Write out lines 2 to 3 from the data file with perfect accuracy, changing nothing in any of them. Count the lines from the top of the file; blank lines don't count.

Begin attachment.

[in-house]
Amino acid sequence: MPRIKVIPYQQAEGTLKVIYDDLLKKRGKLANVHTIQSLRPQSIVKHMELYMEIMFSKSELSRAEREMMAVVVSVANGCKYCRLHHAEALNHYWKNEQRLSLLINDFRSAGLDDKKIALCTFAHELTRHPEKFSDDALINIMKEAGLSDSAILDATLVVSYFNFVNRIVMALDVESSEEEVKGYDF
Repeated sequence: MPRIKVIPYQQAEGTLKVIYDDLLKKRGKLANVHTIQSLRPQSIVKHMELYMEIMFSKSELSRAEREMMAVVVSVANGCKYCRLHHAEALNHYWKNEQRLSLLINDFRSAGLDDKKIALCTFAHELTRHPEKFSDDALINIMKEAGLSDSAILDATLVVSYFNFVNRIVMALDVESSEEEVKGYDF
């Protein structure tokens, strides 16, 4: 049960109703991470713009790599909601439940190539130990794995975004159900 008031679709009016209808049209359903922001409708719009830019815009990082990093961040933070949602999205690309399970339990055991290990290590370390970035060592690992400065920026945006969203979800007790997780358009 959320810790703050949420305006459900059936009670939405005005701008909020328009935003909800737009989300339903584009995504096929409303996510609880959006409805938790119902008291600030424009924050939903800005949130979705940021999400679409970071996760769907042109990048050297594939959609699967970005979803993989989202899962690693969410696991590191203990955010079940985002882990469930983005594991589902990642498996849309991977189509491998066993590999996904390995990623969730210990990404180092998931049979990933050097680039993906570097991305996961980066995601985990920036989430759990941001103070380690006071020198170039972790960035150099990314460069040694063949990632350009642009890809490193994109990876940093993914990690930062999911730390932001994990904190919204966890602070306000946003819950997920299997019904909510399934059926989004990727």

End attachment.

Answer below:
Amino acid sequence: MPRIKVIPYQQAEGTLKVIYDDLLKKRGKLANVHTIQSLRPQSIVKHMELYMEIMFSKSELSRAEREMMAVVVSVANGCKYCRLHHAEALNHYWKNEQRLSLLINDFRSAGLDDKKIALCTFAHELTRHPEKFSDDALINIMKEAGLSDSAILDATLVVSYFNFVNRIVMALDVESSEEEVKGYDF
Repeated sequence: MPRIKVIPYQQAEGTLKVIYDDLLKKRGKLANVHTIQSLRPQSIVKHMELYMEIMFSKSELSRAEREMMAVVVSVANGCKYCRLHHAEALNHYWKNEQRLSLLINDFRSAGLDDKKIALCTFAHELTRHPEKFSDDALINIMKEAGLSDSAILDATLVVSYFNFVNRIVMALDVESSEEEVKGYDF